VSP-CDP transform

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Seismic Data Analysis
Series Investigations in Geophysics
Author Öz Yilmaz
DOI http://dx.doi.org/10.1190/1.9781560801580
ISBN ISBN 978-1-56080-094-1
Store SEG Online Store

When there are dipping interfaces, the upcoming-wave profile needs to be migrated; that is, the energy must be mapped to the actual subsurface reflection points. This is true even for zero-offset VSP data. A ray-tracing procedure for reflector mapping is illustrated in Figure 11.4-4. Note that reflection points D, E, and F have different lateral displacements OA, OB, and OC, respectively, from borehole Oz (Figure 11.4-4a). However, upcoming wave energy from all three reflection points is recorded on the same VSP trace at the receiver location R. The reflection times RG, RH, and RK (Figure 11.4-4b) are associated with raypaths SDR, SER, and SFR, respectively. Mapping this energy to reflection points involves a coordinate transformation [1] [2]. In this transformation, the amplitudes on a single VSP trace are mapped onto several traces on the x − t plane, where x is the lateral distance of reflection points from the borehole (Figure 11.4-4b). The event times RG, RH, and RK are mapped onto two-way vertical times AL, BM, and CN, respectively. These vertical times are associated with raypaths AD, BE, and CF in Figure 11.4-4a. The resulting (x, t) section consists of traces similar to the traces of a migrated zero-offset section. Hence, the described ray-tracing procedure often is called VSP-CDP transformation.

The VSP-CDP transform of the data in Figure 11.4-3d is shown in Figure 11.4-3e [3]. Comparison with the migrated surface seismic section at the well location indicates a good correlation of events. The difference in frequency content is partly attributed to differences in processing these two sections and is partly attributed to less high-frequency attenuation effects because of the shorter traveltimes associated with VSP recording.

The VSP-CDP transformation requires knowledge of the velocity-depth model around the borehole, since we must determine the location of the reflection points in the subsurface to perform mapping. The velocity-depth model can be derived using an iterative approach [2]. Starting with an initial velocity-depth model and the recording geometry for the VSP data, traveltimes for upcoming waves are computed. When these estimated traveltimes are compared with the observed traveltimes, discrepancies are noted and the velocity-depth model is modified accordingly. The process is repeated until a good match is attained between the estimated and observed traveltimes.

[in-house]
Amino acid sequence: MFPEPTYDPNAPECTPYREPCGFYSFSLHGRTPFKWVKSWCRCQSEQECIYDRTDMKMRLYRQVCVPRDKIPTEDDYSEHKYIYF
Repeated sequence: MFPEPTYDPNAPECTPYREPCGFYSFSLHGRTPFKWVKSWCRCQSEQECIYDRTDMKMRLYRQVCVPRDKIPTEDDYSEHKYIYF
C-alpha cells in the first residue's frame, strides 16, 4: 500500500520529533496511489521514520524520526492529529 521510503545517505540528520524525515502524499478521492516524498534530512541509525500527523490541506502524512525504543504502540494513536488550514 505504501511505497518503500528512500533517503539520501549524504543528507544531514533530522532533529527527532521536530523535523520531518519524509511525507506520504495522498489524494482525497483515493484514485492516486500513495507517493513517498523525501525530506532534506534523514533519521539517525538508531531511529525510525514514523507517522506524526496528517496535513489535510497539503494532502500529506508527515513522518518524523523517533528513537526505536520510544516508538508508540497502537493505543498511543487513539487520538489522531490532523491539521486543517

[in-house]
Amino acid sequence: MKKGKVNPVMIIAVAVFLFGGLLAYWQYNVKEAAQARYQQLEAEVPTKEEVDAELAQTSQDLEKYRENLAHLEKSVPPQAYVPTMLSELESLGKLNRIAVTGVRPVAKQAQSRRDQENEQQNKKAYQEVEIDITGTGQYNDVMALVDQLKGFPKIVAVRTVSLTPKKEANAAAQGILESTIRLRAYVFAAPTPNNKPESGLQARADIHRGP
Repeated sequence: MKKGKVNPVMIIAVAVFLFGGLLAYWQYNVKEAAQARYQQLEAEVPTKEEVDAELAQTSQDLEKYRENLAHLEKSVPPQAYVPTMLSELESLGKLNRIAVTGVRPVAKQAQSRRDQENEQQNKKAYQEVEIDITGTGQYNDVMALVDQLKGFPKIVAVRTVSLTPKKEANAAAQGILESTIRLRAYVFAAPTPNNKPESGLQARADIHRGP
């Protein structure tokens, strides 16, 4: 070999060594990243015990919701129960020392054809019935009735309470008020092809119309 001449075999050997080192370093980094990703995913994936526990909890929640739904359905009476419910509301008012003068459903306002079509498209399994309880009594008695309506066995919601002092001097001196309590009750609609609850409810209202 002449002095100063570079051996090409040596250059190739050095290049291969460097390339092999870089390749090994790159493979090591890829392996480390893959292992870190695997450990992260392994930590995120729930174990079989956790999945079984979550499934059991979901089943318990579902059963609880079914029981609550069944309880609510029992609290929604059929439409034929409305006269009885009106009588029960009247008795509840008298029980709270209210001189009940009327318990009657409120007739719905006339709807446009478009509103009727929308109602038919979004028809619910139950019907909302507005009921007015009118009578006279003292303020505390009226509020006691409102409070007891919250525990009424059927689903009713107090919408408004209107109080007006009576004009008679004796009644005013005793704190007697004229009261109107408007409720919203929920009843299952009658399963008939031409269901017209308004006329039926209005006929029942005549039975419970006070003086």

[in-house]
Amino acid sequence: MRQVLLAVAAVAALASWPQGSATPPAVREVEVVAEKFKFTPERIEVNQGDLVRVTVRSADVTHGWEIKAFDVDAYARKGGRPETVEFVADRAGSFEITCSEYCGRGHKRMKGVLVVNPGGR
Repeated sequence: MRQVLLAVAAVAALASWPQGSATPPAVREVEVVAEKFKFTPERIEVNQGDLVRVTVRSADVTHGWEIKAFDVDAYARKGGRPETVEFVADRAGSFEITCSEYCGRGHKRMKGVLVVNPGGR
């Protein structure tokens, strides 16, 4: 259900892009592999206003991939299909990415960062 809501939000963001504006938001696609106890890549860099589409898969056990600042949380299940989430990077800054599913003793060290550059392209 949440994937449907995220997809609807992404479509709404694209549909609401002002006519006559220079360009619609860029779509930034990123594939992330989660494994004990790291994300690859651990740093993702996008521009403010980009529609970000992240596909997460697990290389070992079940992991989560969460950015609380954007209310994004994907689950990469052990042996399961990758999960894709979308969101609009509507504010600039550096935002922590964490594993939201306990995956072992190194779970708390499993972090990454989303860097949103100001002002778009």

Finally, note that the VSP-CDP transform is not exactly a migration process. It handles neither diffractions nor curved interfaces. To handle these features, VSP data must be migrated [4]. The VSP geometry is like the geometry of a common-shot gather, except the shot axis is perpendicular to the receiver axis. Migration of VSP data can be viewed as mapping amplitudes along semielliptical trajectories with their focal points being the source and receiver locations. Superposition of all these trajectories yields the migrated section. The aperture width for VSP data often is inadequate to obtain a migrated section without much smearing.


  1. Wyatt and Wyatt, 1981, Wyatt, K. and Wyatt, S.B., 1981, Determination of subsurface structural information using the vertical seismic profile: Presented at the 51st Ann. Internat. Mtg., Soc. Expl. Geophys.
  2. 2.0 2.1 Cassell et al., 1984, Cassell, B., Alam, A., and Millahn, K., 1984, Model-based interactive VSP-CDP transformation: Presented at the 54th Ann. Internat. Soc. Expl. Geophys.
  3. 3.0 3.1 Alam and Millahn, 1986, Alam, A. and Millahn, K., 1986, Interactive model-based VSP-CDP transform: Presented at the Symp. on Practical Aspects of Modeling in Exploration and Development, Kristiansand, Norway.
  4. Dillon and Thomson, 1983, Dillon, P. B. and Thomson, R. C., 1983, Image reconstruction for offset source VSP surveys: Presented at the 45th Ann. Eur. Assoc. Expl. Geophys. Mtg.

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